Author(s): Matthew Purver, Raquel Fernandez
Contact Email: email@example.com
Affiliation: Department of Computer Science, King's College London
Title: Utterances as Update Instructions
Abstract: The paper views utterances and their sub-constituents as instructions for information state update: programs in a dynamic logic defined with respect to the dialogue gameboard of (Ginzburg, 1996; Fernandez, 2003). Their contextual effects are therefore represented as part of their content, rather than as separate update rules. As each sub-utterance has its own effect, we can incorporate the insights of dynamic semantics and define a simple approach to grounding and clarification.
Author(s): Candace L. Sidner, Christopher Lee and Neal Lesh
Contact Email: firstname.lastname@example.org
Affiliation: Mitsubishi Electric Research Labs
Title: Engagement by Looking: Behaviors for Robots When Collaborating with People
Abstract: This paper reports on research on developing the ability for robots to engage with humans in a collaborative conversation for hosting activities. It defines the engagement process in collaborative conversation. The paper then presents the analysis of a study of human-human look tracking and discusses rules that will allow a robot to track humans so that engagement is maintained. engagement, conversation, collaboration, gestures in conversation.
Author(s): Matthew Stone, Richmond H. Thomason
Contact Email: email@example.com
Affiliation: University of Nichigan
Title: Coordinating Understanding and Generation in an Abductive Approach to Interpretation
Abstract: We characterize interpretation as an abductive proof that explains how an utterance can update the context. In this framework, generation and understanding coordinate by constructing the same proofs using the same shared background and systematically corresponding preferences. We illustrate with a formal analysis of English referring expressions.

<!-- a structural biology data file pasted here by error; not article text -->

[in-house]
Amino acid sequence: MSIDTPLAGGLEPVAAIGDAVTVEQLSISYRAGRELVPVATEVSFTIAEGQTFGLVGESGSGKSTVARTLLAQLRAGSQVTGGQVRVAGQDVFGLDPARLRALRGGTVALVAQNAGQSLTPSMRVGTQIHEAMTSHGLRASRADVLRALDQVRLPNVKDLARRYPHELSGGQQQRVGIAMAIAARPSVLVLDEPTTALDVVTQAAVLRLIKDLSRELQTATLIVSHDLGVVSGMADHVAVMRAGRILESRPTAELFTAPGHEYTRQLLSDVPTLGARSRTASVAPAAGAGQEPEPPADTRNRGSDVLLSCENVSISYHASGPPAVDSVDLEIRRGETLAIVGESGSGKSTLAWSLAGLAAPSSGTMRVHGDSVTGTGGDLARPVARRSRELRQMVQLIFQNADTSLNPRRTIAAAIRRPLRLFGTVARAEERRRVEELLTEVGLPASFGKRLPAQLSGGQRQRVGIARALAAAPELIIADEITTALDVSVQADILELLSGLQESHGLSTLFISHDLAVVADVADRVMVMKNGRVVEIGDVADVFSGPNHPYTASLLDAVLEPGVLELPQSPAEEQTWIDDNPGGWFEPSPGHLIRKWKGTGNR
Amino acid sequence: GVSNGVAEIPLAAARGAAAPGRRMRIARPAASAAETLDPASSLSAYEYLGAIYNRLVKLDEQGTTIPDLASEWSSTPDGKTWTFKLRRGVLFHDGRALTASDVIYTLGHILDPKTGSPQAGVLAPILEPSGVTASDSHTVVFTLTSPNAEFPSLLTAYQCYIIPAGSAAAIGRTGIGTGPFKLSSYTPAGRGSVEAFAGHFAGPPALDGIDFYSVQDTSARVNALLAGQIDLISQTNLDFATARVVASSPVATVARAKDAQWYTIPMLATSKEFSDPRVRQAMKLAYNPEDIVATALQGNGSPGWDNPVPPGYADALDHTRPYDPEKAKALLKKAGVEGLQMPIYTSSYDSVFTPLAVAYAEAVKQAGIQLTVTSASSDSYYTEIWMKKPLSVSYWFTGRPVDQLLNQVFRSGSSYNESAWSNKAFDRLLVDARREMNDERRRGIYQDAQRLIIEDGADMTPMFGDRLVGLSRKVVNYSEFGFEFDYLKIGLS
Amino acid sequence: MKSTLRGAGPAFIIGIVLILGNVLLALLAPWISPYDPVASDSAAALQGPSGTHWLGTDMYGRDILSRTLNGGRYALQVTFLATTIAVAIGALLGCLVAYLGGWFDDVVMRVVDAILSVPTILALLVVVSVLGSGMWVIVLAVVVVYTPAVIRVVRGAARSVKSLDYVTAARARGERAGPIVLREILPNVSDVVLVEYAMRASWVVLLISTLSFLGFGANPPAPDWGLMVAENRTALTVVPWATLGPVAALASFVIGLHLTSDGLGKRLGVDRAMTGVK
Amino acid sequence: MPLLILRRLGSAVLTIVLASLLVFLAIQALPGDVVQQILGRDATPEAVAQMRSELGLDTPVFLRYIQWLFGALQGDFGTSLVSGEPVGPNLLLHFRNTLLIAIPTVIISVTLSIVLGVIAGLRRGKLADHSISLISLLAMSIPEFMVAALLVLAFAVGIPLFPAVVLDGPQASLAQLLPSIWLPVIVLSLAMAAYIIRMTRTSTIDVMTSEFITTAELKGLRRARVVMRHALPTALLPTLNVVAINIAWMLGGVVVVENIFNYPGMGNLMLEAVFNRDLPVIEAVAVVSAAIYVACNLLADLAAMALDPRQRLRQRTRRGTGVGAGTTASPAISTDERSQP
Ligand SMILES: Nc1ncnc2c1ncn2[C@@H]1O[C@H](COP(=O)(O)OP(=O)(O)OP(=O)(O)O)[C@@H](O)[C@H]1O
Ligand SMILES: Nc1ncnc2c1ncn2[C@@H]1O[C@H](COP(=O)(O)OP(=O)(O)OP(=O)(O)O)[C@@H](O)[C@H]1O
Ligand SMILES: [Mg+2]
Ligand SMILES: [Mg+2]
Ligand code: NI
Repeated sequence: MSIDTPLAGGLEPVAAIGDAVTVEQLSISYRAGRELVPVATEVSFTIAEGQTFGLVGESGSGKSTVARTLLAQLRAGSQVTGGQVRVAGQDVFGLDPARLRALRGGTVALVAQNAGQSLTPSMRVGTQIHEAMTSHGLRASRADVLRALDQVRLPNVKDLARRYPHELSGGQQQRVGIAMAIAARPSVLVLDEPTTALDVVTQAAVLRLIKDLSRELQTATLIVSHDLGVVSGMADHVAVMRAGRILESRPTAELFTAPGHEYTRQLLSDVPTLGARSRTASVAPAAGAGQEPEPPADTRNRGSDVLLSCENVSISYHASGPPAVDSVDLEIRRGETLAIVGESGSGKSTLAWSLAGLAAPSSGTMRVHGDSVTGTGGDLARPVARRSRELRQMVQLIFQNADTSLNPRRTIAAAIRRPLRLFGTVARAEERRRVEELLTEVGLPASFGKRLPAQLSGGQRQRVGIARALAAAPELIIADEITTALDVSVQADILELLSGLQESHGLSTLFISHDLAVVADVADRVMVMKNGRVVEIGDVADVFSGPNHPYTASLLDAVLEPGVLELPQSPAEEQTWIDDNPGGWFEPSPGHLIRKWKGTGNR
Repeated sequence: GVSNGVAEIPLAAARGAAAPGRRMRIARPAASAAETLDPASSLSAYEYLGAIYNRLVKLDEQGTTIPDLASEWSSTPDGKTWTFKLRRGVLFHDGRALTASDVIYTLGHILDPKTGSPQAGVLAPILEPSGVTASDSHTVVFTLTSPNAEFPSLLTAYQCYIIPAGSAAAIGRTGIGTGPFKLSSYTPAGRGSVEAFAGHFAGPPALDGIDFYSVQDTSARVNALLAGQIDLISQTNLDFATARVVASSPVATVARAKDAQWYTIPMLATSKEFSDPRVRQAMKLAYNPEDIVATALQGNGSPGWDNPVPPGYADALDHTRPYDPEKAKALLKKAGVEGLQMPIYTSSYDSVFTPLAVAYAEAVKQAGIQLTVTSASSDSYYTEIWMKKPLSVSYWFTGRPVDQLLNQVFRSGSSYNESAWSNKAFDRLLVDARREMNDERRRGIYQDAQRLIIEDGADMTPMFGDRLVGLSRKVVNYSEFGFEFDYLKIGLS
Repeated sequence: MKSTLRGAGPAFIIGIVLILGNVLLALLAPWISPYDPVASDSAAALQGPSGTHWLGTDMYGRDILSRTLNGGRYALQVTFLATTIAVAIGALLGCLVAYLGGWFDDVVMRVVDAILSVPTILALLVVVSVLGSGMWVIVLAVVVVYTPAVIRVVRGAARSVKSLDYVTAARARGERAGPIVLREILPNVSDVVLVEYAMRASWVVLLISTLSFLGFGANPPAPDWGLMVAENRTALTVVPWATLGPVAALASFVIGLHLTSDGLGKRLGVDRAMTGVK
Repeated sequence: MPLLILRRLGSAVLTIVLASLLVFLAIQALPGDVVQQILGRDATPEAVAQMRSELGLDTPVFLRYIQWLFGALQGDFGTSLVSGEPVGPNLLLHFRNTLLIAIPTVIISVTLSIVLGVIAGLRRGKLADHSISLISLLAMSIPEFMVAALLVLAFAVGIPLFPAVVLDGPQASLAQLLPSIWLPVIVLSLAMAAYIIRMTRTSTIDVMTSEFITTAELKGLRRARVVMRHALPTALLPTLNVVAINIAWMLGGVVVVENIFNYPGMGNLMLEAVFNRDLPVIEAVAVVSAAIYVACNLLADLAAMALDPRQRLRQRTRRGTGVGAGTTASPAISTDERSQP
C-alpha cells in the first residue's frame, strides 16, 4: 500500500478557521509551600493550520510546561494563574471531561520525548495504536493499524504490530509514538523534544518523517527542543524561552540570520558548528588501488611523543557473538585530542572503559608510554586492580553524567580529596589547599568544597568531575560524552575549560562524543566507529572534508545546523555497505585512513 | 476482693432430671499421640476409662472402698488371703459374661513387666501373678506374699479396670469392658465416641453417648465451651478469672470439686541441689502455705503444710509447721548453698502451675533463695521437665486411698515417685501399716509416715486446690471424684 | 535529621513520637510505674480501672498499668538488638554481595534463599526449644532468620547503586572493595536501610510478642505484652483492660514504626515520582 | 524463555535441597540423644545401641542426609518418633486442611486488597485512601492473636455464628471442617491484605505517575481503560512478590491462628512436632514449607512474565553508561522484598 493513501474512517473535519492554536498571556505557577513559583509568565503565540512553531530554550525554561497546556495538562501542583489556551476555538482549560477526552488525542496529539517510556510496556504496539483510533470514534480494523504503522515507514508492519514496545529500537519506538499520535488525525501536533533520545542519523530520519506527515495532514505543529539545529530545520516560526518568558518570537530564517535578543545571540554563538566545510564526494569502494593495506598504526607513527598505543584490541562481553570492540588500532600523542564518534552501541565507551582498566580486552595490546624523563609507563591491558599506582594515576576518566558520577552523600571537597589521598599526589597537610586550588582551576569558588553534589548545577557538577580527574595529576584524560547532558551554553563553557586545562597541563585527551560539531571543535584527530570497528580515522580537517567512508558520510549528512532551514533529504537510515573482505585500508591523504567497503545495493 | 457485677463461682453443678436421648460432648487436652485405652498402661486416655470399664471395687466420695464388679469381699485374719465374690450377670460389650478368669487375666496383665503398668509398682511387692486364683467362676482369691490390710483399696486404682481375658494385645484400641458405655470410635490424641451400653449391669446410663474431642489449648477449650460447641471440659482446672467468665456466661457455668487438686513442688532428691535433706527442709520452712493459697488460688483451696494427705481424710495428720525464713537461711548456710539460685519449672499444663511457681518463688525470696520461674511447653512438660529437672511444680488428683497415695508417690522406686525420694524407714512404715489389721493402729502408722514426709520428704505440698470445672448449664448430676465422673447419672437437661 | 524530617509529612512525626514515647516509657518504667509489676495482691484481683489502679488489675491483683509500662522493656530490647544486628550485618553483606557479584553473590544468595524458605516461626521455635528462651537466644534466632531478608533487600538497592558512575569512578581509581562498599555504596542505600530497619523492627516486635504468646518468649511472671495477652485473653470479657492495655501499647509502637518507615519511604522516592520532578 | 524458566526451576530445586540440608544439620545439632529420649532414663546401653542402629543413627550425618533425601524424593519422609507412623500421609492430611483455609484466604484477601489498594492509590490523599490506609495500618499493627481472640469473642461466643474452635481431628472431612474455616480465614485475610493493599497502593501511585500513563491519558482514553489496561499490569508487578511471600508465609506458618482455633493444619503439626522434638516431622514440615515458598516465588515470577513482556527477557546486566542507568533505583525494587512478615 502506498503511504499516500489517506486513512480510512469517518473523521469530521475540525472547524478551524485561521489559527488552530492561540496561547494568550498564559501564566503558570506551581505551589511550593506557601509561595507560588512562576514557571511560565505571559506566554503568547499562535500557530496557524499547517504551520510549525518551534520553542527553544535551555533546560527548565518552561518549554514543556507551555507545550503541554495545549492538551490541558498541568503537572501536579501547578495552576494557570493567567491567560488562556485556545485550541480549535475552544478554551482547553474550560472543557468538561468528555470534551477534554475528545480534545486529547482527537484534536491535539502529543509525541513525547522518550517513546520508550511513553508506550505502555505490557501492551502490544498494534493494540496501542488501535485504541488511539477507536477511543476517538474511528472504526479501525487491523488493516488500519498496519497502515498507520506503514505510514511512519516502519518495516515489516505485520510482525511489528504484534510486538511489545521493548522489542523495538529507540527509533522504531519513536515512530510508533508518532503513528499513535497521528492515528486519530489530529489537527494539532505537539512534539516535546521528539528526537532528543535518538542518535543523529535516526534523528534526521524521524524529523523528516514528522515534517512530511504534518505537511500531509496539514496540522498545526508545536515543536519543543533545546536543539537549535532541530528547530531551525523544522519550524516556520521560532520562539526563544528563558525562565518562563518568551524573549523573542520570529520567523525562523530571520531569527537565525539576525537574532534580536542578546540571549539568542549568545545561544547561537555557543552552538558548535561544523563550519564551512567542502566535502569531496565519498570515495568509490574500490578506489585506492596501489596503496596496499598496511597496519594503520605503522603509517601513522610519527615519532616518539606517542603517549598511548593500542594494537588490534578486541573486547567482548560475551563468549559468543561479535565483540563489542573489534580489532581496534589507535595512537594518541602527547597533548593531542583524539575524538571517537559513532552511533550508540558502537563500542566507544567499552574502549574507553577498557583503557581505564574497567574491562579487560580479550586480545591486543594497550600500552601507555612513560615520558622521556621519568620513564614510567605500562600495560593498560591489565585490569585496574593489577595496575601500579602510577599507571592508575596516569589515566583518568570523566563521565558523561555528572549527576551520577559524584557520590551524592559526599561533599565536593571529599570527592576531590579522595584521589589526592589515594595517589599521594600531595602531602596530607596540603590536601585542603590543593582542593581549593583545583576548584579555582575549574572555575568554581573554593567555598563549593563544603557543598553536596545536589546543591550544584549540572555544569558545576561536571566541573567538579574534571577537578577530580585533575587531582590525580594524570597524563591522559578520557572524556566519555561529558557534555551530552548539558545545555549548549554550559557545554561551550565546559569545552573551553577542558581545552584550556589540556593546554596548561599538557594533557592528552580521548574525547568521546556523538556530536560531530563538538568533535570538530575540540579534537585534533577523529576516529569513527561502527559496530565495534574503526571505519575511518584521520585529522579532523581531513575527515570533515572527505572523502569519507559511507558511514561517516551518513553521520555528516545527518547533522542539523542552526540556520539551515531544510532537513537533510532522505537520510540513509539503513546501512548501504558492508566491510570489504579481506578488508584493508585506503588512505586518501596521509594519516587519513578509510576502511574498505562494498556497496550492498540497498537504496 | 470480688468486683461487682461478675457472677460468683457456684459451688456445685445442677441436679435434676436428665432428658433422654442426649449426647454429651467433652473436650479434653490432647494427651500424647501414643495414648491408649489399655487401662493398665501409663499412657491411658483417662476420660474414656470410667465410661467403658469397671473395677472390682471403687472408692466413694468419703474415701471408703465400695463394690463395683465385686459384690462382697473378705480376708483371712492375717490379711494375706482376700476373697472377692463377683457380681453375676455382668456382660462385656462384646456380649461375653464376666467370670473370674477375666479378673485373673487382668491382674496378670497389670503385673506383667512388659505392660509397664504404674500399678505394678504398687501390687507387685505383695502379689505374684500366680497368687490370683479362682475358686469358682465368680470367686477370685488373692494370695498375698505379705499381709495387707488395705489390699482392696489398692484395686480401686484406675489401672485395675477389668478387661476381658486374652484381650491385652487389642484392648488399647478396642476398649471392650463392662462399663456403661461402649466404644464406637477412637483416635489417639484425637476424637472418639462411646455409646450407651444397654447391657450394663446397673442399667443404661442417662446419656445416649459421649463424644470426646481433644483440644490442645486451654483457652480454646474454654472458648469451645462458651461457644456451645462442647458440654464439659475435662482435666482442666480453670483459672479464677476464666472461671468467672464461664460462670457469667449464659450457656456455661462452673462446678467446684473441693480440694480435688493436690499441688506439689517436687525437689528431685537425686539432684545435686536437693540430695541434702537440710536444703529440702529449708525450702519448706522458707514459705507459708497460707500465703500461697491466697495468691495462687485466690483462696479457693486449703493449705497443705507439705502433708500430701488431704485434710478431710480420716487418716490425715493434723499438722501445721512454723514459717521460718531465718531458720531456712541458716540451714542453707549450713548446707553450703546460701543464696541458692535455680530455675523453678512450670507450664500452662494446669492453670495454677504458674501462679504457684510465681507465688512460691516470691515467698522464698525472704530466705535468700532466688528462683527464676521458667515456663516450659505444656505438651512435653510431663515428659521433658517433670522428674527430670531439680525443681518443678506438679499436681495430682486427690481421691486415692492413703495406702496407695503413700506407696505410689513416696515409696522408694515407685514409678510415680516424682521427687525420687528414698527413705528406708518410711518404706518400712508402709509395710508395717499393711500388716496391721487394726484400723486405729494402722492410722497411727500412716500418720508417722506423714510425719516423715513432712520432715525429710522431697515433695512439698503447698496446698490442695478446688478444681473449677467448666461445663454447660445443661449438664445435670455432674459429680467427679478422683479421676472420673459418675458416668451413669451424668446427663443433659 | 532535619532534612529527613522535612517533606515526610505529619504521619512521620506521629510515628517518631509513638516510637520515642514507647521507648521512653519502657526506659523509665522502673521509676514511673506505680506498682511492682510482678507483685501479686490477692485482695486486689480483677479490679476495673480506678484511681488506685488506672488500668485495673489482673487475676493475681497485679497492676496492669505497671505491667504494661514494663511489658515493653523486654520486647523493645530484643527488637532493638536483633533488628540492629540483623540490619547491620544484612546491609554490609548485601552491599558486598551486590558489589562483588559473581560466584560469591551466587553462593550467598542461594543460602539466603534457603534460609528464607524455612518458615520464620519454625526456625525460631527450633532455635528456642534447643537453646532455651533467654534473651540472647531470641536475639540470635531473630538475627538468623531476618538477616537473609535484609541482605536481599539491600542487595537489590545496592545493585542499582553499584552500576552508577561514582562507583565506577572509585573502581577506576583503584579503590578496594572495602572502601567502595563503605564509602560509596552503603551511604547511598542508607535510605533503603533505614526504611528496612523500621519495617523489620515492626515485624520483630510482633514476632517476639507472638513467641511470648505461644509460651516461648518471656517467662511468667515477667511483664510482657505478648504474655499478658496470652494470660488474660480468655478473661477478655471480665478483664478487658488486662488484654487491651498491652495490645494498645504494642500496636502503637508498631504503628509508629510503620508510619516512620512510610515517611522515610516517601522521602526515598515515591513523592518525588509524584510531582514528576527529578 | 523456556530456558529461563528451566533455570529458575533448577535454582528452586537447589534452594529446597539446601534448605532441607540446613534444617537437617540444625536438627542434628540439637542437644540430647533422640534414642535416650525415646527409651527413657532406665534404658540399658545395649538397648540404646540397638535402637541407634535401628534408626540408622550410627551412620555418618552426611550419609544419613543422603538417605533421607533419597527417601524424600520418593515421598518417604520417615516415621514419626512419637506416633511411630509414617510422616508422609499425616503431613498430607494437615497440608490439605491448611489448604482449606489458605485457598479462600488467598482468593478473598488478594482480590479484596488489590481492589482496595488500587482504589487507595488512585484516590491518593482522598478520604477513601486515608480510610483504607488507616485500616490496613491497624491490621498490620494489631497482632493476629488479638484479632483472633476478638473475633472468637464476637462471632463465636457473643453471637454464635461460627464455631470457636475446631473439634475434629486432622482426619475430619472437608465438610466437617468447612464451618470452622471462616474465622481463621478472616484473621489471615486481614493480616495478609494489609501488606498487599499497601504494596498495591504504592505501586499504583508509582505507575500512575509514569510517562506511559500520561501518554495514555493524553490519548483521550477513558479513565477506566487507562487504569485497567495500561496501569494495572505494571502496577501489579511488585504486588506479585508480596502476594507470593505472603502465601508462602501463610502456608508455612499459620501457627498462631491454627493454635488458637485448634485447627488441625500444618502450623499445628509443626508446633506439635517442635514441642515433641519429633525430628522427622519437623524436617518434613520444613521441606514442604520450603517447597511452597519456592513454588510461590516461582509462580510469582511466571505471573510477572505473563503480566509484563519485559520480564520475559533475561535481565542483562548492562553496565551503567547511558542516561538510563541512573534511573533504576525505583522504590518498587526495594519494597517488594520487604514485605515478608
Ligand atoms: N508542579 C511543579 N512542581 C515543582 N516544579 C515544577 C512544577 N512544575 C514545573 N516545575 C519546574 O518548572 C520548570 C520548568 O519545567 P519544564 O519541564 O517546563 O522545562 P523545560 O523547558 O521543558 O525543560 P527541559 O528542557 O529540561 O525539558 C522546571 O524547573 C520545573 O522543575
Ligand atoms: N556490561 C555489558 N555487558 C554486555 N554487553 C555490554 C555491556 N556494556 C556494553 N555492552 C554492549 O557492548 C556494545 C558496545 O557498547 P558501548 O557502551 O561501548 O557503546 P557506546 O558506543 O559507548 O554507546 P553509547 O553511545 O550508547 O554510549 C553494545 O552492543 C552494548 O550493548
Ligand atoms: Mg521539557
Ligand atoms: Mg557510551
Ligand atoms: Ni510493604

Author(s): Kavita Thomas and Colin Matheson
Contact Email: firstname.lastname@example.org, email@example.com
Affiliation: University of Edinburgh
Title: Modelling Concession Across Speakers in Task-Oriented Dialogue
Abstract: We determine criteria for modelling plan-based "but'' in task-oriented dialogue, following work by Lagerwerf (1998) and focusing on cases in which it signals concession and denial of expectation. We present algorithms to address plan-based "but'' in an Information State model of dialogue that predicts which interpretations to generate.
Author(s): Katsuhiko Yabushita
Contact Email: firstname.lastname@example.org
Affiliation: Naruto University of Education
Title: Topicality in the Semantics and Pragmatics of Questions and Answers, Evidence for a File-Like Structure of Information States
Abstract: Topicality has been paid little attention to in stark contrast to focus in the literature of the semantics and pragmatics of questions and answers. In this work, we will examine a phenomenon that demonstrates the relevance of topicality, and propose a formal analysis of the phenomenon. The analysis will be argued to give evidence for a file-like structure of information states.
Author(s): Henk Zeevat
Contact Email: email@example.com
Affiliation: Universiteit van Amsterdam
Title: The Syntax Semantics Interface of Speech Act Markers
Abstract: The paper proposes a semantics for speech acts as a generalisation of update semantics and an account of the meaning of speech act markers where they are default resetting devices. The speech act marker works on specific parameters of a given speech act and defines new valus for them
This paper is accepted as a reserve paper:Author(s): Philippe Muller and Laurent Prévot
Contact Email: firstname.lastname@example.org
Affiliation: IRIT-CNRS, Université Paul Sabatier, Toulouse, France
Title: An empirical study of acknowledgement structures
Abstract: The subject of our study is acknowledgements in dialogues, and how they are related to the dynamics of settled information in a conversation. We want to show here how they can be accounted for in a structural theory for representing dialogue. In that perspective we have studied the role and influence of several markers of agreement in a french corpus of direction-giving dialogues.